Officials were so concerned about the mental stability of the student accused of last month's Florida school massacre that they decided he should be forcibly committed.
But the recommendation was never acted upon.
A commitment under the law would have made it more difficult if not impossible for Nikolas Cruz to obtain a gun legally.
Cruz is accused of the shooting rampage that killed 14 students and three school employees at Marjory Stoneman Douglas High School in Parkland on Feb. 14. In addition, 17 people were wounded.
But more than a year earlier, documents in the criminal case against Nikolas Cruz and obtained by The Associated Press show school officials and a sheriff's deputy recommended in September 2016 that Cruz be involuntarily committed for a mental evaluation.
The documents, which are part of Cruz's criminal case in the shooting, show that he had written the word "kill" in a notebook, told a classmate that he wanted to buy a gun and use it, and had cut his arm supposedly in anger because he had broken up with a girlfriend. He also told another student he had drunk gasoline and was throwing up. Calls had even been made to the FBI about the possibility of Cruz using a gun at school.
The documents were provided by a psychological assessment service initiated by Cruz's mother called Henderson Behavioral Health. The documents show a high school resource officer who was also a sheriff's deputy and two school counselors recommended in September 2016 that Cruz be committed for mental evaluation under Florida's Baker Act. That law allows for involuntary commitment for mental health examination for at least three days.
Such an involuntary commitment would also have been a high obstacle if not a complete barrier to legally obtaining a firearm, such as the AR-15 rifle used in the Stoneman Douglas massacre on Feb. 14, authorities say.
There is no evidence Cruz was ever committed. Coincidentally, the school resource officer who recommended that Cruz be "Baker Acted" was Scot Peterson — the same Broward Sheriff's Office deputy who resigned amid accusations he failed to respond to the shooting by staying outside the building where the killings occurred.
David S. Weinstein, a former federal prosecutor, said that an involuntary commitment would have been a huge red flag had Cruz attempted to buy a firearm legally.
"If he had lied, hopefully the verification of the form would have pulled up the commitment paperwork," Weinstein said.
The documents do not say why Cruz was not committed under the Baker Act or whether he may not have qualified for other reasons. The law allows a law enforcement officer such as Peterson to initiate commitment under the Baker Act.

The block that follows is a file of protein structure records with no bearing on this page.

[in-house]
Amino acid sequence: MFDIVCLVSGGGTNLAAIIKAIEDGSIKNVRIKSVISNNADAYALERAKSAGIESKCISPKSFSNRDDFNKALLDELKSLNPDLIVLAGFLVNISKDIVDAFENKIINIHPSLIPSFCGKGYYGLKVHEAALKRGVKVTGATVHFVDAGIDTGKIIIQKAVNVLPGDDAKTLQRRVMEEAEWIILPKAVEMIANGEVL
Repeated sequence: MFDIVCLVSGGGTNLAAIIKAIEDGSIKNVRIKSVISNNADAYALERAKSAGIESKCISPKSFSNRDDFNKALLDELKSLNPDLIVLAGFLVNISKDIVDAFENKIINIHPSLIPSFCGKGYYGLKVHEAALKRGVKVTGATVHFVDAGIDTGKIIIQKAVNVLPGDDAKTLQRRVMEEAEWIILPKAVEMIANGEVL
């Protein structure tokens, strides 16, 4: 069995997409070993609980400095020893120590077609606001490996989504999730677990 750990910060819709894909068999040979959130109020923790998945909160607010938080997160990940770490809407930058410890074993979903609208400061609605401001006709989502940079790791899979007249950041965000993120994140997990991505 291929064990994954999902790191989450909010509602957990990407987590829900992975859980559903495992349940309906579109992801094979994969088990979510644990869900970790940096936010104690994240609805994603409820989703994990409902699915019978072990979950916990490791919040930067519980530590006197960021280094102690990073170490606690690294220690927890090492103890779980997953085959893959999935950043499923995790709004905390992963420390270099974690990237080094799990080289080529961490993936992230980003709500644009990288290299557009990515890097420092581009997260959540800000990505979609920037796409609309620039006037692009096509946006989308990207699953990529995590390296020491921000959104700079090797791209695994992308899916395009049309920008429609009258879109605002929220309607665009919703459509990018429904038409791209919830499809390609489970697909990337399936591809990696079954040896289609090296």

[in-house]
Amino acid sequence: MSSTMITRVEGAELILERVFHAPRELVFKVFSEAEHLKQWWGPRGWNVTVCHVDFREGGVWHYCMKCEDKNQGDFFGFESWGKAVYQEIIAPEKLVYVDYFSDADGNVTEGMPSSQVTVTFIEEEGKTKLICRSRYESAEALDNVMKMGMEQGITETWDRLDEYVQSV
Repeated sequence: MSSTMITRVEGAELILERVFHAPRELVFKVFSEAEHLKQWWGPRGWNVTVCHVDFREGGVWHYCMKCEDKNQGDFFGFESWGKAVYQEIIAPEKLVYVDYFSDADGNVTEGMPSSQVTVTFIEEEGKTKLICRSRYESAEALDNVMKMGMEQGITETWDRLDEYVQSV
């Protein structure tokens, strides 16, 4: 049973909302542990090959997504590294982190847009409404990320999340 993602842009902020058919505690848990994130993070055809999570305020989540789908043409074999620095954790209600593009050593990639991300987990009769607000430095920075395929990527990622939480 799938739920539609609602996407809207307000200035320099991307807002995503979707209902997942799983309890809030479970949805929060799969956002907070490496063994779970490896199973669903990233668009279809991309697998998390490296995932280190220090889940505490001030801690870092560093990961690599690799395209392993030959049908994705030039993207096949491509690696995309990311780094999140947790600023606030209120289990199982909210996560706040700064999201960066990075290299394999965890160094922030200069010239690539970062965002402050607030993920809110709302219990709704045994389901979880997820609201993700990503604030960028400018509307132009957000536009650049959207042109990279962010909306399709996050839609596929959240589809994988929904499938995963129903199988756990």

An attorney for Peterson did not immediately respond to an email seeking comment Sunday.
Cruz, 19, is charged in a 34-count indictment with killing 17 people and wounding 17 others in the attack. He faces the death penalty if convicted, but his public defender Melisa McNeill has said he would plead guilty in return for a life prison sentence.
In the Henderson Behavioral Health documents, Cruz's mother Lynda is quoted as saying she had fresh concerns about her son's mental state after he punched holes in a wall at their home in Parkland. The clinicians at Henderson came to the home for interviews and said Cruz admitted punching the wall but said he did so because he was upset at a breakup with his girlfriend.
Cruz also admitted cutting his arm with a pencil sharpener.
After a Sept. 28, 2016 interview, the documents say Cruz "reports that he cut his arms 3-4 weeks ago and states that this is the only time he has ever cut. (Cruz) states that he cut because he was lonely, states that he had broken up with his girlfriend and reports that his grades had fallen. (Cruz) states that he is better now, reports that he is no longer lonely and states that his grades have gone back up."
He also told the clinician he owned only a pellet gun and was not capable of doing "serious harm" to anyone.
The documents show that Cruz was very much on the radar screen of mental health professionals and the Broward County school system, yet very little appears to have been done other than these evaluations.
Other red flags have also surfaced, including calls to the FBI about Cruz's potential to become a school shooter and numerous visits by county law enforcement officials to his home - both before his mother died in November and after, when he lived briefly with a family friend in Palm Beach County.
Again, very little was done.
It's not clear from the documents who the recommendation was forwarded to or why it was not followed up.